Sticks, Stones, and "Stakeholders":
Can there be Harm in Buzzwords that Oversimplify Social Process?
Can the Cooperative Institute for Great Lakes Research lean to lead on using more specific, socially attuned language?
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For those growing up in North America, a childhood phrase was common as a rejoinder to the cruel name calling or taunting comments that all too often came along with group play and social interactions: "Sticks and Stones may Break my Bones, but words can Never Hurt me!"
This case study suggests that may not always be true. When rolling out a report on Great Lakes Stakeholders in Spring 2023 the University of Michigan Cooperative Institute for Great Lakes Research (or CIGLR) invited feecback from their wider community. They did not expect their very language to be "at stake."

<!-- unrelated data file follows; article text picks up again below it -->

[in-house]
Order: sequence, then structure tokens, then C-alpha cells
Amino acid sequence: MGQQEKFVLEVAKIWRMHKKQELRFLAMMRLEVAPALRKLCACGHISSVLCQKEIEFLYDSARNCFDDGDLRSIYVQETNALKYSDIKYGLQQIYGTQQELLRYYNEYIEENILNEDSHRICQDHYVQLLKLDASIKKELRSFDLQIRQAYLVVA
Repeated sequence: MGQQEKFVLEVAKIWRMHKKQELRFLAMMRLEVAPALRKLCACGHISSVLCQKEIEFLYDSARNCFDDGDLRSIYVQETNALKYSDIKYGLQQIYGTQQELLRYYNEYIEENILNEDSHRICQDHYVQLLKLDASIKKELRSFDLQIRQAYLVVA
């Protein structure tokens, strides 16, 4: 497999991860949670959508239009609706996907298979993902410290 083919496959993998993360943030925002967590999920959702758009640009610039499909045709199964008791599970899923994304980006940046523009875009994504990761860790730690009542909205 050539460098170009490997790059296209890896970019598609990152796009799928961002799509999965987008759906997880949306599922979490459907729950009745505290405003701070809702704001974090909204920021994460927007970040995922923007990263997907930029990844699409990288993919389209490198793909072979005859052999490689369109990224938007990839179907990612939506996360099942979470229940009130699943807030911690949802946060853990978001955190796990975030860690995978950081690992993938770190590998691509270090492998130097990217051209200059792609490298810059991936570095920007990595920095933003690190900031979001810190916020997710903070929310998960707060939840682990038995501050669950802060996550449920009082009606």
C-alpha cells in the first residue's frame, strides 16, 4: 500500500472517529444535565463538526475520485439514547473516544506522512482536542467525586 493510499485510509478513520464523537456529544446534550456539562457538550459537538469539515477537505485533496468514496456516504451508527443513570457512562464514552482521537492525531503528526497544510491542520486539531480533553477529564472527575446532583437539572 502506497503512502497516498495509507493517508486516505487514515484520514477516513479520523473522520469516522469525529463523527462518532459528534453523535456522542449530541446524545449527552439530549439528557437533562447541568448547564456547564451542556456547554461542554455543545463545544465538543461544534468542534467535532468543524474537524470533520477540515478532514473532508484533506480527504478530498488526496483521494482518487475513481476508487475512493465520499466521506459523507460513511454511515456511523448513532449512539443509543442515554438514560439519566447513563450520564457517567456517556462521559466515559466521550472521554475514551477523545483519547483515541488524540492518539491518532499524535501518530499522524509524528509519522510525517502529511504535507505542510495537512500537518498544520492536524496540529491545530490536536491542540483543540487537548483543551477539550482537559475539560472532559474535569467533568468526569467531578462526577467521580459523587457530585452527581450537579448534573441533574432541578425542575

But student groups apprised them of the way the term "stakeholder" can do a disservice to some. It flattens the different ways that individuals and groups engage with contemporary questions about resource management, minimizing or silencing the claims and rights of groups who historically lived on and protected forests, lakes and more.
What about "rights holders?" What about "specialized knowledge holders?" CIGLR's team went to work educating themselves, and found this concern with the term to be prevalent in many peer organizations. This case shares their circumstances, their conversations, and their creative, ongoing work at the University of Michigan School for Environment and Sustainability (or UMSEAS) to address these issues collaboratively